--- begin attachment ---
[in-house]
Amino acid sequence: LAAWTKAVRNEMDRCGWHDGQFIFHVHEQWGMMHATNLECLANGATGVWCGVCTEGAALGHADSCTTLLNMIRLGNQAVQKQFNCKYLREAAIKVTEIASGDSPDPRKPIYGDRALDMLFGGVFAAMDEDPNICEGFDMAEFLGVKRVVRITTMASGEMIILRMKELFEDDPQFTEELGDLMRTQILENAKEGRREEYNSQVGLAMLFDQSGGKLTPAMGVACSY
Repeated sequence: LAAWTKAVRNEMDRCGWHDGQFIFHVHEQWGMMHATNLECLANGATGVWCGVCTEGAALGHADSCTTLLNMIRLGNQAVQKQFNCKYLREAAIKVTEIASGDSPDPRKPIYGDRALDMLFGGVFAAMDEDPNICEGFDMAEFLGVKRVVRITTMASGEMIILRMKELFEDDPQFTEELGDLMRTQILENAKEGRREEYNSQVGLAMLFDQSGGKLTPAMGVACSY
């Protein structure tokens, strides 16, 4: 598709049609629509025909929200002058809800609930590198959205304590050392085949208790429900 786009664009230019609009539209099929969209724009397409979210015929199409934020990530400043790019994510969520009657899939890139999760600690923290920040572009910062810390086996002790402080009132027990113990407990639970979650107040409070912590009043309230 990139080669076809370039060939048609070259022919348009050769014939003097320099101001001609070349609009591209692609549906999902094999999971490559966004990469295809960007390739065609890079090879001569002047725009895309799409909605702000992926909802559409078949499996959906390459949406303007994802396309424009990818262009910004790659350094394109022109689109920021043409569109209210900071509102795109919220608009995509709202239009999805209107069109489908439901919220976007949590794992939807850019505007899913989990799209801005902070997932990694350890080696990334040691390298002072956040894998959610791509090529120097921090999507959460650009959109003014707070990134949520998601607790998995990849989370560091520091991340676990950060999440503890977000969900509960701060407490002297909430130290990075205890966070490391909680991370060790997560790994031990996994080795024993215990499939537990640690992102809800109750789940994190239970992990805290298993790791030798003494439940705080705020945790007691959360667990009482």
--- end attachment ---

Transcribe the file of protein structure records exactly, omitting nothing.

[in-house]
Amino acid sequence: LAAWTKAVRNEMDRCGWHDGQFIFHVHEQWGMMHATNLECLANGATGVWCGVCTEGAALGHADSCTTLLNMIRLGNQAVQKQFNCKYLREAAIKVTEIASGDSPDPRKPIYGDRALDMLFGGVFAAMDEDPNICEGFDMAEFLGVKRVVRITTMASGEMIILRMKELFEDDPQFTEELGDLMRTQILENAKEGRREEYNSQVGLAMLFDQSGGKLTPAMGVACSY
Repeated sequence: LAAWTKAVRNEMDRCGWHDGQFIFHVHEQWGMMHATNLECLANGATGVWCGVCTEGAALGHADSCTTLLNMIRLGNQAVQKQFNCKYLREAAIKVTEIASGDSPDPRKPIYGDRALDMLFGGVFAAMDEDPNICEGFDMAEFLGVKRVVRITTMASGEMIILRMKELFEDDPQFTEELGDLMRTQILENAKEGRREEYNSQVGLAMLFDQSGGKLTPAMGVACSY
């Protein structure tokens, strides 16, 4: 598709049609629509025909929200002058809800609930590198959205304590050392085949208790429900 786009664009230019609009539209099929969209724009397409979210015929199409934020990530400043790019994510969520009657899939890139999760600690923290920040572009910062810390086996002790402080009132027990113990407990639970979650107040409070912590009043309230 990139080669076809370039060939048609070259022919348009050769014939003097320099101001001609070349609009591209692609549906999902094999999971490559966004990469295809960007390739065609890079090879001569002047725009895309799409909605702000992926909802559409078949499996959906390459949406303007994802396309424009990818262009910004790659350094394109022109689109920021043409569109209210900071509102795109919220608009995509709202239009999805209107069109489908439901919220976007949590794992939807850019505007899913989990799209801005902070997932990694350890080696990334040691390298002072956040894998959610791509090529120097921090999507959460650009959109003014707070990134949520998601607790998995990849989370560091520091991340676990950060999440503890977000969900509960701060407490002297909430130290990075205890966070490391909680991370060790997560790994031990996994080795024993215990499939537990640690992102809800109750789940994190239970992990805290298993790791030798003494439940705080705020945790007691959360667990009482």